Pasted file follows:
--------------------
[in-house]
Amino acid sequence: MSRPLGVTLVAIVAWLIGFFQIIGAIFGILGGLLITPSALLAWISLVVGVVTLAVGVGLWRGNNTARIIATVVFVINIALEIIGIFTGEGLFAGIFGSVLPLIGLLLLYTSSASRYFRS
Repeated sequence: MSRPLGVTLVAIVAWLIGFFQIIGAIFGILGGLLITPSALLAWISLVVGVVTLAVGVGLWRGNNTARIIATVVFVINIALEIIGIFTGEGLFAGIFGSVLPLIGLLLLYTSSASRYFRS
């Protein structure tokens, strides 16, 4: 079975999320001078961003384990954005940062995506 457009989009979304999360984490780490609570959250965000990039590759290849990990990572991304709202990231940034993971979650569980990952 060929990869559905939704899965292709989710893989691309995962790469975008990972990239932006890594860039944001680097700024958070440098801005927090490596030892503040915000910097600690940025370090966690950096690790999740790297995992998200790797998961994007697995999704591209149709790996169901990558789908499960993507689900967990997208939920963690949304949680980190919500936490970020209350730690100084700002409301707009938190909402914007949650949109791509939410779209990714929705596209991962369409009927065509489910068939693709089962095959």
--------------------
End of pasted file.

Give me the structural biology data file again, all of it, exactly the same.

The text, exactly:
[in-house]
Amino acid sequence: MSRPLGVTLVAIVAWLIGFFQIIGAIFGILGGLLITPSALLAWISLVVGVVTLAVGVGLWRGNNTARIIATVVFVINIALEIIGIFTGEGLFAGIFGSVLPLIGLLLLYTSSASRYFRS
Repeated sequence: MSRPLGVTLVAIVAWLIGFFQIIGAIFGILGGLLITPSALLAWISLVVGVVTLAVGVGLWRGNNTARIIATVVFVINIALEIIGIFTGEGLFAGIFGSVLPLIGLLLLYTSSASRYFRS
């Protein structure tokens, strides 16, 4: 079975999320001078961003384990954005940062995506 457009989009979304999360984490780490609570959250965000990039590759290849990990990572991304709202990231940034993971979650569980990952 060929990869559905939704899965292709989710893989691309995962790469975008990972990239932006890594860039944001680097700024958070440098801005927090490596030892503040915000910097600690940025370090966690950096690790999740790297995992998200790797998961994007697995999704591209149709790996169901990558789908499960993507689900967990997208939920963690949304949680980190919500936490970020209350730690100084700002409301707009938190909402914007949650949109791509939410779209990714929705596209991962369409009927065509489910068939693709089962095959």